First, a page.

As you focus on recovering from the COVID-19 crisis, engaging your employees is crucial. An engaged staff not only saves you time and money on recruiting efforts, it also elevates patient care, reduces visit times, improves patient satisfaction, and increases the likelihood your patients will pay on time – all of which have an impact on your bottom line.
But engaging your people can be difficult in today’s climate. According to a recent survey, 72 percent of healthcare providers reported higher anxiety since the pandemic – and only 44 percent plan on staying with their current employer. The rest of your staff may also experience more stress as they work from home, flex in to help with other job responsibilities, or learn new policies to stay safe in their workplace.
So how can you engage your staff during a pandemic?
Ask for feedback
“Every business is going to have to make tough decisions,” says Kevin Ricklefs, CHG chief culture officer. “But involving your employees in those decisions can go a long way.”
At the beginning of the crisis, CHG asked its 3,000 employees for feedback on how to save money and avoid layoffs. Nearly 5,000 ideas were submitted, from renegotiating our building leases to cancelling company events. Asking our employees for suggestions not only allowed them to be part of the decision-making process, it also helped them feel valued and invested in the company’s future.
Dr. Dawn Ellison, provider engagement officer at CentraCare Health, agrees with this approach. “We need to be able to hear from as many stakeholders as possible,” she says. “It brings more perspective and wiser solutions.”
As your facility adapts to the unknown, stop and ask your employees what they think. What would ease their stress at work? What ideas do they have to save money?
“Getting employee feedback is important, but it’s more important to make sure they feel heard.”
Many healthcare facilities are hearing that childcare, PPE supply, job security, and fear of catching the virus are top employee concerns. To find out what your people are thinking, encourage your leaders to ask for feedback in daily meetings, conduct listening tours, or consider using a survey tool like Qualtrics, which is offering free solutions to help organizations get back up to speed during this time.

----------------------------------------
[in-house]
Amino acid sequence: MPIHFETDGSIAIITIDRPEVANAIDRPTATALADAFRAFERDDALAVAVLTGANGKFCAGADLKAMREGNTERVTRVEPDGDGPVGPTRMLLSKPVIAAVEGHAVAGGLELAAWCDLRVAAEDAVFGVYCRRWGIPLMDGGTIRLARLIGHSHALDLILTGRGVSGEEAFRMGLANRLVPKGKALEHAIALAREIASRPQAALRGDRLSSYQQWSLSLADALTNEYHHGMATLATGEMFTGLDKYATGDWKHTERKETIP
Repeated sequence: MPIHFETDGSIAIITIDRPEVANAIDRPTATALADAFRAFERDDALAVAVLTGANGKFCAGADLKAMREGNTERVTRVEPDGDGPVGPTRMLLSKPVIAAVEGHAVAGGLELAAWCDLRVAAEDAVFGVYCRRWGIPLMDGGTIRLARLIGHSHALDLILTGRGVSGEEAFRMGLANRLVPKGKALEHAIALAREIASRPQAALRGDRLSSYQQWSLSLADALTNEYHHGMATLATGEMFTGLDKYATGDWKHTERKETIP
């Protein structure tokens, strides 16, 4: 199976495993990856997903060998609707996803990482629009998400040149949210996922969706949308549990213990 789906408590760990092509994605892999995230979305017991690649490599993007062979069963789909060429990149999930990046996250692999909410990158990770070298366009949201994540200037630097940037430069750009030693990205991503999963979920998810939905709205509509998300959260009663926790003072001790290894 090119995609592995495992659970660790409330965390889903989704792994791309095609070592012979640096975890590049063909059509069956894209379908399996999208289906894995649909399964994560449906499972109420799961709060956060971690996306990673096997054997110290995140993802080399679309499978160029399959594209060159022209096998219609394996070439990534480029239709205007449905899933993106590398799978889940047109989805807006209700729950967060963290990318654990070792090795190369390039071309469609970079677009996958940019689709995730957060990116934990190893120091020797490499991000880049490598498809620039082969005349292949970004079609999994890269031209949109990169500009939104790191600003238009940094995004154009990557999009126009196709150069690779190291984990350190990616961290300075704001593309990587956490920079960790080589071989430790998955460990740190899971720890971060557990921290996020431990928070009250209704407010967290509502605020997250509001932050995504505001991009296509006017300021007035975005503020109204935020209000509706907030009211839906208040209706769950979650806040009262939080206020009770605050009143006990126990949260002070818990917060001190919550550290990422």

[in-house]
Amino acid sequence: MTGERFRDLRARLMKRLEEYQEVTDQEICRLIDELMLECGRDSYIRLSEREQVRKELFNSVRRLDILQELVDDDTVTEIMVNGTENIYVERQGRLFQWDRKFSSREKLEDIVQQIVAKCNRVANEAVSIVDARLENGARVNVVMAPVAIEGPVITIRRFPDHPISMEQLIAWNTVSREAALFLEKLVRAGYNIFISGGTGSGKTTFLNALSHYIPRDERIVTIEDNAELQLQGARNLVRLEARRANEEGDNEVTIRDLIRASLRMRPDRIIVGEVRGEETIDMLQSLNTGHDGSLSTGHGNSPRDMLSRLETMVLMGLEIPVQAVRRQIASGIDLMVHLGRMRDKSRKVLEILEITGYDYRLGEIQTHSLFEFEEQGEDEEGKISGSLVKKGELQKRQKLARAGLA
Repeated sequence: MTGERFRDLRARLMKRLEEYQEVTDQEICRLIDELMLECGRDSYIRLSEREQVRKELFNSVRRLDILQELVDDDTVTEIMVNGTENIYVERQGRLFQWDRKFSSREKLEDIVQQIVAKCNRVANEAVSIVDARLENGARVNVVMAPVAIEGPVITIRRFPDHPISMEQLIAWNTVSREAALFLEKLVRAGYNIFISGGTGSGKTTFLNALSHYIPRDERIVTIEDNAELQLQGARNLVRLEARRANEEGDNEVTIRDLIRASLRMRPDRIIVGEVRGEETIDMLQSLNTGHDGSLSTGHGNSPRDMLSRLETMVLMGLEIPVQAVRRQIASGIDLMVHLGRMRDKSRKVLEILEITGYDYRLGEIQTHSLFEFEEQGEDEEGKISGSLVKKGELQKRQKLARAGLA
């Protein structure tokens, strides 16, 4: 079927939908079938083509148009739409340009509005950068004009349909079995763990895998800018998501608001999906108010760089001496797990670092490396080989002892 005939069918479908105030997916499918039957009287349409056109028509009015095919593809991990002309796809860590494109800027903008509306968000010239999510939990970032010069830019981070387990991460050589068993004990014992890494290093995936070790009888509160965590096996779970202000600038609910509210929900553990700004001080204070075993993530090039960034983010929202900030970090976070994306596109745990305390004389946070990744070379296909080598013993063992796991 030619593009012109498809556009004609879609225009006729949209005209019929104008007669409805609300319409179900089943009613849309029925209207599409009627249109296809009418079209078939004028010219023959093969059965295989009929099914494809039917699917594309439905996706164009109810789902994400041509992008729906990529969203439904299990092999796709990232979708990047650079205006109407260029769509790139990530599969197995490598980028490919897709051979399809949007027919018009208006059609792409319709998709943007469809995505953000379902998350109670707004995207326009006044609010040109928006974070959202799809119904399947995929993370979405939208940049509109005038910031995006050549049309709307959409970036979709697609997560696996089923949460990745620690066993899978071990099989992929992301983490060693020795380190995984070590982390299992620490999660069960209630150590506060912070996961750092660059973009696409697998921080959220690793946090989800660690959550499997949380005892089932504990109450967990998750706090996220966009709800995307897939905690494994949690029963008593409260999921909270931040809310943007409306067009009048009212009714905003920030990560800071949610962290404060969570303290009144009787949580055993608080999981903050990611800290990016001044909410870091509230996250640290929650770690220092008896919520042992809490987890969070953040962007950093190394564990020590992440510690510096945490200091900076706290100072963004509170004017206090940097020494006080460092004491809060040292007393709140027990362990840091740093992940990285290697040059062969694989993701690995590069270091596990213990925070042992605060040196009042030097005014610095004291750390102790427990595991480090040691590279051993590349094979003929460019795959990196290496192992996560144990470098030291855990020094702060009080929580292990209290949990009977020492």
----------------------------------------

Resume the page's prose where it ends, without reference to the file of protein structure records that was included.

Make informed decisions
“Getting employee feedback is important, but it’s more important to make sure they feel heard,” says Ricklefs. “That means actually doing something with their feedback.”
Villages Health uses a tiered approach to implement feedback. “If there’s an issue, our employees should direct that to the medical director for their center or their department,” says Villages CEO, Bob Trinh. “If that issue doesn’t get resolved, the medical director should escalate it to the CMO and if that doesn’t work, it gets to me.”
You may consider a similar approach, create a committee to sort through feedback, or leave the decision-making up to senior leadership. Regardless, your decisions can reduce stress in your organization.
If you’re pressed for time to use employee feedback to make new decisions during this rapidly changing time, don’t worry. “Even if you have a decent idea of what you’re going to do before you look at your people’s feedback, you can use it to make sure you’re going in the right direction,” says Ricklefs.
Communicate again and again… and again
“The goal is for our leaders to say, ‘This is what I heard from you and this is how what you said is going to make a difference,’” Dr. Ellison says.
Communicate your plans in team meetings, your intranet, emails, and even company-wide Zoom meetings to ensure your people understand your message.
If you’re looking for a framework to communicate your decisions, use your mission statement as a guide. “Your mission is most likely about caring for your patients or customers,” says Ricklefs. “Try having that same mission towards your employees and tie it back to everything you communicate.”
This is particularly important if your decision is a tough one – like furloughing employees or reducing salaries. “Hopefully you can use your mission to communicate with care and with transparency so your people understand the why behind your decision,” says Ricklefs
Non-verbal cues also play a role in employee engagement. According to a recent essay by Dr. Tait Shanafelt, Dr. Mickey Trockel, and Dr. Jonathan Ripp, “Health care professionals indicate they appreciate leaders visiting hospital units that are caring for patients with COVID-19 regularly to provide reassurance. They do not expect leaders to have all the answers but need to know that capable people are deployed and working to rapidly address the issues.”
Keep in mind: listening to your employees, implementing their feedback, and being transparent about decisions should be key strategies of your organization every day – not just during a pandemic. But paying close attention to your people’s engagement during this time will benefit your facility in the long run.
Looking for more advice to meet the demands of your healthcare facility during this volatile time? Watch the recording of our webinar, Planning for the Unplanned: Advice and Outlook from Healthcare Leaders.